The Hawaii Convention Center, which already has extensive sustainability practices, recently joined Biki, a new bikeshare program that features 100 stops around Oahu, by installing a Biki Stop with bikes for attendees to use for getting around the area.

Pacific Whale Foundation

A growing number of nonprofit organizations are providing CSR activities. Among them is the Pacific Whale Foundation, a Maui-based international research organization founded in 1980 with the mission of saving whales from extinction. Along with providing whale-watching excursions for visitors, the foundation also offers a Volunteering on Vacation program where visitors participate in weekly group activities such as a beach cleanup or clearing invasive plants. Along with working, visitors learn about the history and ecology of the natural areas from local experts.

“We’re in the works of launching an official CSR package for groups—in the past we’ve done beach cleanup with groups from Dell computers and Tito’s Handmade Vodka,” said Jens Currie, head of conservation programs. “It’s something that people feel good about—they’re often shocked at how much debris they remove and they can see how they’ve made a difference.”

Not only do the beaches get cleaned, but the activities contribute to the foundation’s environmental research efforts, according to Currie.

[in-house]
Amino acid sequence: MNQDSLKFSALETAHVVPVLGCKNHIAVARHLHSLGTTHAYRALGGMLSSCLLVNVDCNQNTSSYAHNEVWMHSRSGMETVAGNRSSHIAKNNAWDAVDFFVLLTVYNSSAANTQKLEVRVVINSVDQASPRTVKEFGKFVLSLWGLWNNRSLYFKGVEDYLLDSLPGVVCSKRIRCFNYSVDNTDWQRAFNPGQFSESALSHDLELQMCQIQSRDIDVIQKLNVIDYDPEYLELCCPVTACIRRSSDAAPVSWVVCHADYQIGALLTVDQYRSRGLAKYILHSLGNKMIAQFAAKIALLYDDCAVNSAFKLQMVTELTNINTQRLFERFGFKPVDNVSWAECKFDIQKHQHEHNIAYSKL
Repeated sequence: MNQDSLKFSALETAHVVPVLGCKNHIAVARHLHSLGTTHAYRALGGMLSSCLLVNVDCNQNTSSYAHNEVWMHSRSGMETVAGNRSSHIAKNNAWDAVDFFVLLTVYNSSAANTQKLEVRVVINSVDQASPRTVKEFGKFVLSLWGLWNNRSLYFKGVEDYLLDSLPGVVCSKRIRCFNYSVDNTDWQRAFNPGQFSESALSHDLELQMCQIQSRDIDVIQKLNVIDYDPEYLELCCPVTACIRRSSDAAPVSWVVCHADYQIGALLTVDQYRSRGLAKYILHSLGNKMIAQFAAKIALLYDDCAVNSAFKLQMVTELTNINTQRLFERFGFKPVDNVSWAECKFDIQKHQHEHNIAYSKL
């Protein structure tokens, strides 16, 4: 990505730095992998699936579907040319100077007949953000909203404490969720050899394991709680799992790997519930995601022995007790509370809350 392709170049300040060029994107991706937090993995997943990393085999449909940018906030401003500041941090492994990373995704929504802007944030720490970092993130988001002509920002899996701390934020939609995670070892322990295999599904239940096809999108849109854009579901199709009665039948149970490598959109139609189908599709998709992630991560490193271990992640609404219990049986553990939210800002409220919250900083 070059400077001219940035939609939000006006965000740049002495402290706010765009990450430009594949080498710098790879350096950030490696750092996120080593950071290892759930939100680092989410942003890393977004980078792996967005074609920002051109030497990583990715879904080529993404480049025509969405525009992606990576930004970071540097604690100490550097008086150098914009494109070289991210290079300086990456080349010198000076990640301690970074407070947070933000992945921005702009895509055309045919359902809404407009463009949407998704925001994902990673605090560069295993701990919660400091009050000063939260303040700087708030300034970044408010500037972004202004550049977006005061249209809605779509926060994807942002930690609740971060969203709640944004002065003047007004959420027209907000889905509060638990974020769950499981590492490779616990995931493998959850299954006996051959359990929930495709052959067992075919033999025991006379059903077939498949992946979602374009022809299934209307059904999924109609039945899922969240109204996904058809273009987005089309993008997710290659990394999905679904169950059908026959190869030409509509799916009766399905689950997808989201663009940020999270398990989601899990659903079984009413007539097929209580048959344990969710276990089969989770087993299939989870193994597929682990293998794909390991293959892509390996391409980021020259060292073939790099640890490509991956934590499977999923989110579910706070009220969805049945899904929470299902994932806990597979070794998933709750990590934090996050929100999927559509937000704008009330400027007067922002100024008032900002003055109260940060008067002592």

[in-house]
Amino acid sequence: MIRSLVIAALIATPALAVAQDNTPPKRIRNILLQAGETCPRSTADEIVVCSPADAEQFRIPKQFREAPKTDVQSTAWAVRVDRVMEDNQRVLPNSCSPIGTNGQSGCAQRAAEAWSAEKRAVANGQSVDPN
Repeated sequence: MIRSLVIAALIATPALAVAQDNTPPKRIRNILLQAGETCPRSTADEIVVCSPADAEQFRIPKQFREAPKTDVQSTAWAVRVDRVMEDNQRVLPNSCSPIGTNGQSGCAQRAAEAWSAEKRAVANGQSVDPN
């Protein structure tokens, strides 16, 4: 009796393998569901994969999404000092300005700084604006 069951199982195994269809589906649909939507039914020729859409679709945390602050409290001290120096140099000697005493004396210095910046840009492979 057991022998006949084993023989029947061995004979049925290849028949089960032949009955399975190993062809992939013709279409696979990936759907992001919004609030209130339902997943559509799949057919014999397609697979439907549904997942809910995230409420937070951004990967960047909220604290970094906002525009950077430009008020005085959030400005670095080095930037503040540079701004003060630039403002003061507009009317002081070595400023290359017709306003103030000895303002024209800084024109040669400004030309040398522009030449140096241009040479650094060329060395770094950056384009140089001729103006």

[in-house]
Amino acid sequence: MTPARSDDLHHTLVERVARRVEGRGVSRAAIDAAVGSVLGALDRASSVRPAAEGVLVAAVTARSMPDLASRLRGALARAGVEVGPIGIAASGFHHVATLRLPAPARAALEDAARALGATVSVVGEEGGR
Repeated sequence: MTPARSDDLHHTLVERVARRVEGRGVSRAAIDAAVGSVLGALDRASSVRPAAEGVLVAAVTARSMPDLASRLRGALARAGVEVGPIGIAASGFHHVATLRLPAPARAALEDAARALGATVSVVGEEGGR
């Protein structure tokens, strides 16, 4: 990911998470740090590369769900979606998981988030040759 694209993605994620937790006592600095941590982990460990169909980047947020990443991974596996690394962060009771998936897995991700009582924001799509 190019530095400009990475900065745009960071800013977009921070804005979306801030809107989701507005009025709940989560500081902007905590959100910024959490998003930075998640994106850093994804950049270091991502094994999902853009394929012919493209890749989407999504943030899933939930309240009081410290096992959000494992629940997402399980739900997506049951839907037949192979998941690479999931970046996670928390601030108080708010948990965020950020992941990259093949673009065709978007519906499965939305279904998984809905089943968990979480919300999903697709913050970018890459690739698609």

“We analyze the types of debris being left on the beaches and use this data to get legislation passed to prevent it,” he said. “For example, a ban on Styrofoam was recently passed on Maui after the council learned how much of it is actually turning up on beaches.”

The foundation’s CSR activities can last anywhere from an hour to a full day and can be combined with a whale-watching excursion. Among options besides beach cleanup is the chance to visit Haleakala National Park with a naturalist, helping to clear invasive plant species in areas of the park normally closed to visitors. The full-day activity includes lunch and the chance to savor sunset views that stretch all the way to Hawaii Island.

Case Studies

Many CSR activities in Hawaii are available through local DMCs such as Kathy Clarke Hawaii, which has long facilitated programs to benefit local schools and culturally significant sites such as Hawaiian fish ponds. Among recent programs was an outing to Hanalei School on Kauai where participants from Belden Inc., built rock borders for the school, painted play areas, donated schoolyard maintenance equipment and expanded a vegetable garden used to feed students during the school year.

“Schools in Hawaii get funds according to how many students they have, so small public schools in rural places like Hanalei are often under-funded,” said owner Kathy Clarke. “They can really benefit from projects like this.”

In a recent large program on Oahu for 350 participants from a New Zealand company, the DMC arranged for half of the group to help restore an ancient Hawaiian fish pond by clearing mangroves and repairing a rock wall. The other half went to a state park where they helped build a children’s learning center and adjacent picnic area.

Other past programs with Kathy Clarke include volunteering at the Hawaii Wildlife Sanctuary on Hawaii Island, which rehabilitates oil-damaged birds and other injured wildlife. In another case, a group donated money to purchase ukuleles for a school music program and were then treated to a surprise ukulele concert by the kids who had received them.

“The results often bring experiences you can’t buy,” Clarke said. “We try to keep things customized with programs spread around the community. You want to share the wealth.”